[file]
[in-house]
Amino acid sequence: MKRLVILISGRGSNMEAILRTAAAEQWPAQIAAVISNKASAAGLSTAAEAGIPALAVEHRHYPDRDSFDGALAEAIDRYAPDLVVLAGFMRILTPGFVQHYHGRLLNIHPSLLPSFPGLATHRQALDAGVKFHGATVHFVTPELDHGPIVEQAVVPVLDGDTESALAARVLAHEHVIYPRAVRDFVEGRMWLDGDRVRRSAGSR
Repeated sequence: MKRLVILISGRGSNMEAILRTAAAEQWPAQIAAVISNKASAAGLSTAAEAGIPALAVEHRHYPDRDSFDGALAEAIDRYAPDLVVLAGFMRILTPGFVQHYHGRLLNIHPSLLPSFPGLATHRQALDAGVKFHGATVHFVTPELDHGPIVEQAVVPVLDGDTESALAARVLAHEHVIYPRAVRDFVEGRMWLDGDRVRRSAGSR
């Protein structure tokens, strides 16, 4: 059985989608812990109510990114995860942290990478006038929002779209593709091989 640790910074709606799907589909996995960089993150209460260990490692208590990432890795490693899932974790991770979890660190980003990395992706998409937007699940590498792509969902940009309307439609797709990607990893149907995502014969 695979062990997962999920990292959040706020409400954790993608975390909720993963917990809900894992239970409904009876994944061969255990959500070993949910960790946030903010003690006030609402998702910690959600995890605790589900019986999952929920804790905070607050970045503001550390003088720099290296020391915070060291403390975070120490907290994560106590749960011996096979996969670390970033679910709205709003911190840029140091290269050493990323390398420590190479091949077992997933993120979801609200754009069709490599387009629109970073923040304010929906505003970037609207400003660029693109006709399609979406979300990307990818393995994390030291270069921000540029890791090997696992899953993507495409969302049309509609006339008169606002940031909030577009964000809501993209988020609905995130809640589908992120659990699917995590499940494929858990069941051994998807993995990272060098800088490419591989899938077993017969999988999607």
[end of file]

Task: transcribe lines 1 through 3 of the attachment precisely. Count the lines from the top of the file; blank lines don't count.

[in-house]
Amino acid sequence: MKRLVILISGRGSNMEAILRTAAAEQWPAQIAAVISNKASAAGLSTAAEAGIPALAVEHRHYPDRDSFDGALAEAIDRYAPDLVVLAGFMRILTPGFVQHYHGRLLNIHPSLLPSFPGLATHRQALDAGVKFHGATVHFVTPELDHGPIVEQAVVPVLDGDTESALAARVLAHEHVIYPRAVRDFVEGRMWLDGDRVRRSAGSR
Repeated sequence: MKRLVILISGRGSNMEAILRTAAAEQWPAQIAAVISNKASAAGLSTAAEAGIPALAVEHRHYPDRDSFDGALAEAIDRYAPDLVVLAGFMRILTPGFVQHYHGRLLNIHPSLLPSFPGLATHRQALDAGVKFHGATVHFVTPELDHGPIVEQAVVPVLDGDTESALAARVLAHEHVIYPRAVRDFVEGRMWLDGDRVRRSAGSR